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Long‐Term Measurements Show Little Evidence for Large Increases in Total U.S. Methane Emissions Over the Past Decade

  • Author(s): Lan, Xin
  • Tans, Pieter
  • Sweeney, Colm
  • Andrews, Arlyn
  • Dlugokencky, Edward
  • Schwietzke, Stefan
  • Kofler, Jonathan
  • McKain, Kathryn
  • Thoning, Kirk
  • Crotwell, Molly
  • Montzka, Stephen
  • Miller, Benjamin R
  • Biraud, Sébastien C
  • et al.

Published Web Location

http://dx.doi.org/10.1029/2018GL081731
No data is associated with this publication.
Abstract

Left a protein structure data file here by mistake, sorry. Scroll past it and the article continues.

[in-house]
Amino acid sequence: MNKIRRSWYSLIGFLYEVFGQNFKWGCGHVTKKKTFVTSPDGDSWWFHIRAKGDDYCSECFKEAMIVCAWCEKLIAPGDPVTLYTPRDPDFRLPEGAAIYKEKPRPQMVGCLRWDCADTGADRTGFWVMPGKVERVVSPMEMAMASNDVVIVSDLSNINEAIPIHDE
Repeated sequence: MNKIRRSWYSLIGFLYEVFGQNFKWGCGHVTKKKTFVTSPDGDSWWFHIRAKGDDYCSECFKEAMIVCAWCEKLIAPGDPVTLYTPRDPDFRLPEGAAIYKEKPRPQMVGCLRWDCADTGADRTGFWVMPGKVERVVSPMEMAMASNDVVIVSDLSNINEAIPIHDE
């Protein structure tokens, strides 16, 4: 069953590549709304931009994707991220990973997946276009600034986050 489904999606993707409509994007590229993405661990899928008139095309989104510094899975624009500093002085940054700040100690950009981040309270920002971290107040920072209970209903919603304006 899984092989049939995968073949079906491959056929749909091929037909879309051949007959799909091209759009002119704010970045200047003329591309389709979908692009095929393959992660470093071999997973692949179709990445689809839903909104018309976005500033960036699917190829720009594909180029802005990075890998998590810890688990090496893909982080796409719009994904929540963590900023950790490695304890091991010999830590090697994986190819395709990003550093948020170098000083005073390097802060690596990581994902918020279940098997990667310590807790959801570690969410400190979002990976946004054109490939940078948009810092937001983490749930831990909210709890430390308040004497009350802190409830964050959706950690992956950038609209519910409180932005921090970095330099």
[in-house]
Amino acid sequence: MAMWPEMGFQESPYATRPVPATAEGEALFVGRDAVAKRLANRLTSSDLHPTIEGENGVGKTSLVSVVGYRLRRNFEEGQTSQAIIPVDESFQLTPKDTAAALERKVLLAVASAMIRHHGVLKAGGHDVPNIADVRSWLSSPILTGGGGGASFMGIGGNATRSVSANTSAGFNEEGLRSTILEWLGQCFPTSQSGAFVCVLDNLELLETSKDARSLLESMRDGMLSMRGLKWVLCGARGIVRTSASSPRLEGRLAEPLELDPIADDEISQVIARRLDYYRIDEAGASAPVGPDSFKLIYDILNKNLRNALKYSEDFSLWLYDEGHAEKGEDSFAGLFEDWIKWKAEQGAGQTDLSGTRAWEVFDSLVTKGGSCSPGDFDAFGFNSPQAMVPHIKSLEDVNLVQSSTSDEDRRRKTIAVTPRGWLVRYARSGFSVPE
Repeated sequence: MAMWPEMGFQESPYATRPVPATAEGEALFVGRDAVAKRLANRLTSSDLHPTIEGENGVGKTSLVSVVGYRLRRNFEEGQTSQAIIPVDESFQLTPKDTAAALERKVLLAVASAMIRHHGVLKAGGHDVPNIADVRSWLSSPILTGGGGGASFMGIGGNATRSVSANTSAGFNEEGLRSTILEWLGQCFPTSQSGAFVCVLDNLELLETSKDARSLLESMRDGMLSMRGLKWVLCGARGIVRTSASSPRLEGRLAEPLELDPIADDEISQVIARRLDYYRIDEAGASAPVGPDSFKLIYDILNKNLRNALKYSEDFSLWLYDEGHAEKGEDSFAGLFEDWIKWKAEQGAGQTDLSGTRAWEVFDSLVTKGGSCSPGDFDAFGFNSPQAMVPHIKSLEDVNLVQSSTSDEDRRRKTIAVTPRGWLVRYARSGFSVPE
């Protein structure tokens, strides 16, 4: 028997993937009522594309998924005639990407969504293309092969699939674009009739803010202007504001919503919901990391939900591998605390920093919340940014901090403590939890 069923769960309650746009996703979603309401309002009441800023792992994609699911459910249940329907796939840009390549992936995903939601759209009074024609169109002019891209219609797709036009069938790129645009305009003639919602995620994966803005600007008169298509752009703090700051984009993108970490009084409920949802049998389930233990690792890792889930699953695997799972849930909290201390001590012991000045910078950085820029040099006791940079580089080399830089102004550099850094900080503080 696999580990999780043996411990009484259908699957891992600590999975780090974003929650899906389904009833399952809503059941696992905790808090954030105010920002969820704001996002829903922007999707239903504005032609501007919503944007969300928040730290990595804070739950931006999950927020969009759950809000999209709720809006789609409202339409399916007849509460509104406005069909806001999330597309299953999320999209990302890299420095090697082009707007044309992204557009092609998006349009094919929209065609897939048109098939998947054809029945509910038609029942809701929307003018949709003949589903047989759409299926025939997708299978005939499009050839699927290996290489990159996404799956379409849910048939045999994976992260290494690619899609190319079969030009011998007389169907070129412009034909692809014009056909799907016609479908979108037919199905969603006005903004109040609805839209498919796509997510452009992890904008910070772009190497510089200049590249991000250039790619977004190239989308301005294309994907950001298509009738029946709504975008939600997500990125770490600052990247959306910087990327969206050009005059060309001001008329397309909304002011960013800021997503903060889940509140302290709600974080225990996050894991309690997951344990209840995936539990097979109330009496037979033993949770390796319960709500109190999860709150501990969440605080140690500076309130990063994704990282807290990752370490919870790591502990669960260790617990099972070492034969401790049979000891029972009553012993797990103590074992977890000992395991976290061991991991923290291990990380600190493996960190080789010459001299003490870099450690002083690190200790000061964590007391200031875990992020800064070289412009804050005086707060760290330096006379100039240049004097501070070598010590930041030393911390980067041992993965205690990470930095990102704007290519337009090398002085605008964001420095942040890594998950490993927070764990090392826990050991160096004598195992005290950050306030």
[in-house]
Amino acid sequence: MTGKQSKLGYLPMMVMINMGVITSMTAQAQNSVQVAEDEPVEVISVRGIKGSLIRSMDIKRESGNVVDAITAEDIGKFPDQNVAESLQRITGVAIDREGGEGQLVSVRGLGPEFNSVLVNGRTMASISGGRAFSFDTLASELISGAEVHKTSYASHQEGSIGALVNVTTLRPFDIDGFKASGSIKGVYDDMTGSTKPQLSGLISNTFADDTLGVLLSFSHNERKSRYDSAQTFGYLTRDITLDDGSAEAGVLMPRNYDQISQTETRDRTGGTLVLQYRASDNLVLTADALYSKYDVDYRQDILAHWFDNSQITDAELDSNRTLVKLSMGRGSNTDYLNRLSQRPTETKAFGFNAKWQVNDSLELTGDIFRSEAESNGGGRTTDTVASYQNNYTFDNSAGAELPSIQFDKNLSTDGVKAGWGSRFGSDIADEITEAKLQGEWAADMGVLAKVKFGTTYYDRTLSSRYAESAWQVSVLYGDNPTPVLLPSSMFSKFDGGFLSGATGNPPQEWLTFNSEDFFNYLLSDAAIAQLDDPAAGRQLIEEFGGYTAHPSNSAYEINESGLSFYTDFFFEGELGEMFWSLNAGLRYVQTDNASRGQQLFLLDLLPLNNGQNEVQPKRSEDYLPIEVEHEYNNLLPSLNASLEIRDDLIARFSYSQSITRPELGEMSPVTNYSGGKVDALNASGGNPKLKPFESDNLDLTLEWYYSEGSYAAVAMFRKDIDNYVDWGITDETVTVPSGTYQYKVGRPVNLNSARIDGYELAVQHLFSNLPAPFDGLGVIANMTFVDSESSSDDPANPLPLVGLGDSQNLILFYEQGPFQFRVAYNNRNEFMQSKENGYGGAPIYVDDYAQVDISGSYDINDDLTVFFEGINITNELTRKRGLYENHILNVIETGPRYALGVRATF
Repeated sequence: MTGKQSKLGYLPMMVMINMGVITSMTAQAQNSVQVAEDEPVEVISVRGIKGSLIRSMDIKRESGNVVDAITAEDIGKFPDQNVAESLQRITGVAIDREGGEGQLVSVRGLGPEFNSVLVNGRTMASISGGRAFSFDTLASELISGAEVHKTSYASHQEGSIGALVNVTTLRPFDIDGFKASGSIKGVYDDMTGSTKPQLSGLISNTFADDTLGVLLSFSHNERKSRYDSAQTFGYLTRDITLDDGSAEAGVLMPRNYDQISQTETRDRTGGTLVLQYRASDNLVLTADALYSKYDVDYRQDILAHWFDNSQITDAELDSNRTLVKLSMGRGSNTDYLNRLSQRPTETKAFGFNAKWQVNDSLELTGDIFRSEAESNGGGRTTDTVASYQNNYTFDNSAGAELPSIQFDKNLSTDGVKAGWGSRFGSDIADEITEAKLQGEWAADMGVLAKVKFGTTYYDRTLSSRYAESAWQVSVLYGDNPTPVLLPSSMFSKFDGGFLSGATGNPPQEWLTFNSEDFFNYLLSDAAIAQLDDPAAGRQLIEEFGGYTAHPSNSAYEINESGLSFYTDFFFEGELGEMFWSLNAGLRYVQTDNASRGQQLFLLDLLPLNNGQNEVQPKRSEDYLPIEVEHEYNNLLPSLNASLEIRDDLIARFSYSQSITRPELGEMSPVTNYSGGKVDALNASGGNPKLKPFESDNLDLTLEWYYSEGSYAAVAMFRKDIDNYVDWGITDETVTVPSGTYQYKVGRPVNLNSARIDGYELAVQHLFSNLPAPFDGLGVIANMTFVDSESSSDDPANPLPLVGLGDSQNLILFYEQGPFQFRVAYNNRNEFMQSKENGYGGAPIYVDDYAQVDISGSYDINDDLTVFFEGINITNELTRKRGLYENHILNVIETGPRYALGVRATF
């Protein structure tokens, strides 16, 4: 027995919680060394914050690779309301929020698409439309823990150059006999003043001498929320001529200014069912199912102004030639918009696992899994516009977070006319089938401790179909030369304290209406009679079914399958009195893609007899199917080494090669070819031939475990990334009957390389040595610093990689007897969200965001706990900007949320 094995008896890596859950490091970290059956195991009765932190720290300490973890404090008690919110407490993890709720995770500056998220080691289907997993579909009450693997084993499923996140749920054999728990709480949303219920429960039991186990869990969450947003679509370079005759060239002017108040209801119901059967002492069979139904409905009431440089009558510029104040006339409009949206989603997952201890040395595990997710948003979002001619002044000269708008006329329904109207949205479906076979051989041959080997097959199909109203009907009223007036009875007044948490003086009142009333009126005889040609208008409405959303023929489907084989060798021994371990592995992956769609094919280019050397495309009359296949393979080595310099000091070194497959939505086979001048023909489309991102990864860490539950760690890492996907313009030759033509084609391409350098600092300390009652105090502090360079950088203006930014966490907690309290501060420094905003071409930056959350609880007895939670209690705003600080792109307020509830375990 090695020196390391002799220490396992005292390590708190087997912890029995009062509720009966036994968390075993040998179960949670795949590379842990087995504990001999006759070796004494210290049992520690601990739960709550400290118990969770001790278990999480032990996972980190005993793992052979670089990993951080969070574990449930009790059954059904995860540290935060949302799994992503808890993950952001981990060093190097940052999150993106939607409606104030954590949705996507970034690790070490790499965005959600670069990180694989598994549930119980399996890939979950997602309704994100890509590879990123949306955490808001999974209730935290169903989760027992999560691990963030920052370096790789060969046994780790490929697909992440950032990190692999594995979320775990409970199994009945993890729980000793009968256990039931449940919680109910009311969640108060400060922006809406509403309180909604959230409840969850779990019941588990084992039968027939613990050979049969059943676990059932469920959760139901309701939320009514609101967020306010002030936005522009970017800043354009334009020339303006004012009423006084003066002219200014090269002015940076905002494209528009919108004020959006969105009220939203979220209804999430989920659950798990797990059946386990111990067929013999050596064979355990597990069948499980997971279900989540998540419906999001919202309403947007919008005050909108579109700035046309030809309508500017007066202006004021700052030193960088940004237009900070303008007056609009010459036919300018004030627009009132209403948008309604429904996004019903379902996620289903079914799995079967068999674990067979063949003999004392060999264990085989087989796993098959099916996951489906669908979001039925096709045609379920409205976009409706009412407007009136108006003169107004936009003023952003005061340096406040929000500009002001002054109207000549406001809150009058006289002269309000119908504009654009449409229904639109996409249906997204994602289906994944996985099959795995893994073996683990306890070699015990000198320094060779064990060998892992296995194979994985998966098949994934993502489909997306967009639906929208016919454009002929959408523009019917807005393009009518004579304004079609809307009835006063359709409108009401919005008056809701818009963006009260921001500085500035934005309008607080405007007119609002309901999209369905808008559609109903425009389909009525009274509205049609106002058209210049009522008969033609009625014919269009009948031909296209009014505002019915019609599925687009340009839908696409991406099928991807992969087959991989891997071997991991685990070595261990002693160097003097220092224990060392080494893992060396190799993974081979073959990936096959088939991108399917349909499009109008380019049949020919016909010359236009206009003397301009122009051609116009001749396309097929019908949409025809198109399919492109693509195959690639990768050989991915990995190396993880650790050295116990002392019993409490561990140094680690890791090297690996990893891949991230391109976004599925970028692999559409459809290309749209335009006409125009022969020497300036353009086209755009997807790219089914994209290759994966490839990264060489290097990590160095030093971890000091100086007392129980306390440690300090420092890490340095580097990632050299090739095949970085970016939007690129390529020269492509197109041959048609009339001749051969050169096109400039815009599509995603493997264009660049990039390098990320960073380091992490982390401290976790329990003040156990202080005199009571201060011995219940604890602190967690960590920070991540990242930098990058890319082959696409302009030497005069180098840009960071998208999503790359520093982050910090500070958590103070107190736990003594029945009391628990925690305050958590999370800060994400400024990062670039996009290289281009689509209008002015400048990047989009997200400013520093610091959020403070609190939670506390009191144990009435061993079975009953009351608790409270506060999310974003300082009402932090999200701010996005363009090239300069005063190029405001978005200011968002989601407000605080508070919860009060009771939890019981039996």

©2019. The Authors. Recent studies show conflicting estimates of trends in methane (CH4) emissions from oil and natural gas (ONG) operations in the United States. We analyze atmospheric CH4 measurements from 20 North American sites in the National Oceanic and Atmospheric Administration Global Greenhouse Gas Reference Network and determined trends for 2006–2015. Using CH4 vertical gradients as an indicator of regional surface emissions, we find no significant increase in emissions at most sites and modest increases at three sites heavily influenced by ONG activities. Our estimated increases in North American ONG CH4 emissions (on average approximately 3.4 ± 1.4 %/year for 2006–2015, ±σ) are much smaller than estimates from some previous studies and below our detection threshold for total emissions increases at the east coast sites that are sensitive to U.S. outflows. We also find an increasing trend in ethane/methane emission ratios, which has resulted in major overestimation of oil and gas emissions trends in some previous studies.

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